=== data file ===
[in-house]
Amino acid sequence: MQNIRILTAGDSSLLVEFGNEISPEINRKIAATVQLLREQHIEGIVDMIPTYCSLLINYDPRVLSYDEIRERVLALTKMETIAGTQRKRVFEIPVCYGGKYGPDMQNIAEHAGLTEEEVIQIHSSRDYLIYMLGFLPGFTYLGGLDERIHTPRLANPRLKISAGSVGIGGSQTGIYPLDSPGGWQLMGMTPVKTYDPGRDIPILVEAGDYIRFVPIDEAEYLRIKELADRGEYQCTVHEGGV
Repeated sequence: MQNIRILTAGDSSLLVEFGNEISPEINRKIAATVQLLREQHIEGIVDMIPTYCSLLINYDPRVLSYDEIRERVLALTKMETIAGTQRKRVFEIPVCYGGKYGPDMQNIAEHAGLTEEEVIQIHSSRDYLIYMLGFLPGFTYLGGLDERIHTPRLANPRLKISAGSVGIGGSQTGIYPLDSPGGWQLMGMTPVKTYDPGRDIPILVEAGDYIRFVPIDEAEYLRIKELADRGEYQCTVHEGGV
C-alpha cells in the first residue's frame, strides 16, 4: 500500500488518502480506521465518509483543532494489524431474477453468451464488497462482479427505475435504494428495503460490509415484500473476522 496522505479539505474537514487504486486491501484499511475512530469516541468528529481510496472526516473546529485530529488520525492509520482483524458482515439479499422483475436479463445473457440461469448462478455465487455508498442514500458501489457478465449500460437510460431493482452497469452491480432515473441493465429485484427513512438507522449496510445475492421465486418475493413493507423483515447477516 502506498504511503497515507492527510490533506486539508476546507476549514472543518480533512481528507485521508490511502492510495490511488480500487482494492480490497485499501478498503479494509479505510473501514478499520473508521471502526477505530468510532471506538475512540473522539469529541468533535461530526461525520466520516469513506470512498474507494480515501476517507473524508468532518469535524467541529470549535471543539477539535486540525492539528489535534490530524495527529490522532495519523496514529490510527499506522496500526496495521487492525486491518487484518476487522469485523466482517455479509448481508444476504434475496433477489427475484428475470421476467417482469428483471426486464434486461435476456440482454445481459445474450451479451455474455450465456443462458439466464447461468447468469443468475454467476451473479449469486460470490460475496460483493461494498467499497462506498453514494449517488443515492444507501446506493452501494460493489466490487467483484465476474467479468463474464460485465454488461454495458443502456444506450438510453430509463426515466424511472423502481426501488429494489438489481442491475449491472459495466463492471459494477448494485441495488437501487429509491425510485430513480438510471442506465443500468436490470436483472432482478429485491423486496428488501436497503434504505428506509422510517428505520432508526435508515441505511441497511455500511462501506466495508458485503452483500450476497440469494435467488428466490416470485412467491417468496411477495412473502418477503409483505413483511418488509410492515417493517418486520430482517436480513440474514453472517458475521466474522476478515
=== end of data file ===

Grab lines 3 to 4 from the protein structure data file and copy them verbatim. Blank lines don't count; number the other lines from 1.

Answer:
Repeated sequence: MQNIRILTAGDSSLLVEFGNEISPEINRKIAATVQLLREQHIEGIVDMIPTYCSLLINYDPRVLSYDEIRERVLALTKMETIAGTQRKRVFEIPVCYGGKYGPDMQNIAEHAGLTEEEVIQIHSSRDYLIYMLGFLPGFTYLGGLDERIHTPRLANPRLKISAGSVGIGGSQTGIYPLDSPGGWQLMGMTPVKTYDPGRDIPILVEAGDYIRFVPIDEAEYLRIKELADRGEYQCTVHEGGV
C-alpha cells in the first residue's frame, strides 16, 4: 500500500488518502480506521465518509483543532494489524431474477453468451464488497462482479427505475435504494428495503460490509415484500473476522 496522505479539505474537514487504486486491501484499511475512530469516541468528529481510496472526516473546529485530529488520525492509520482483524458482515439479499422483475436479463445473457440461469448462478455465487455508498442514500458501489457478465449500460437510460431493482452497469452491480432515473441493465429485484427513512438507522449496510445475492421465486418475493413493507423483515447477516 502506498504511503497515507492527510490533506486539508476546507476549514472543518480533512481528507485521508490511502492510495490511488480500487482494492480490497485499501478498503479494509479505510473501514478499520473508521471502526477505530468510532471506538475512540473522539469529541468533535461530526461525520466520516469513506470512498474507494480515501476517507473524508468532518469535524467541529470549535471543539477539535486540525492539528489535534490530524495527529490522532495519523496514529490510527499506522496500526496495521487492525486491518487484518476487522469485523466482517455479509448481508444476504434475496433477489427475484428475470421476467417482469428483471426486464434486461435476456440482454445481459445474450451479451455474455450465456443462458439466464447461468447468469443468475454467476451473479449469486460470490460475496460483493461494498467499497462506498453514494449517488443515492444507501446506493452501494460493489466490487467483484465476474467479468463474464460485465454488461454495458443502456444506450438510453430509463426515466424511472423502481426501488429494489438489481442491475449491472459495466463492471459494477448494485441495488437501487429509491425510485430513480438510471442506465443500468436490470436483472432482478429485491423486496428488501436497503434504505428506509422510517428505520432508526435508515441505511441497511455500511462501506466495508458485503452483500450476497440469494435467488428466490416470485412467491417468496411477495412473502418477503409483505413483511418488509410492515417493517418486520430482517436480513440474514453472517458475521466474522476478515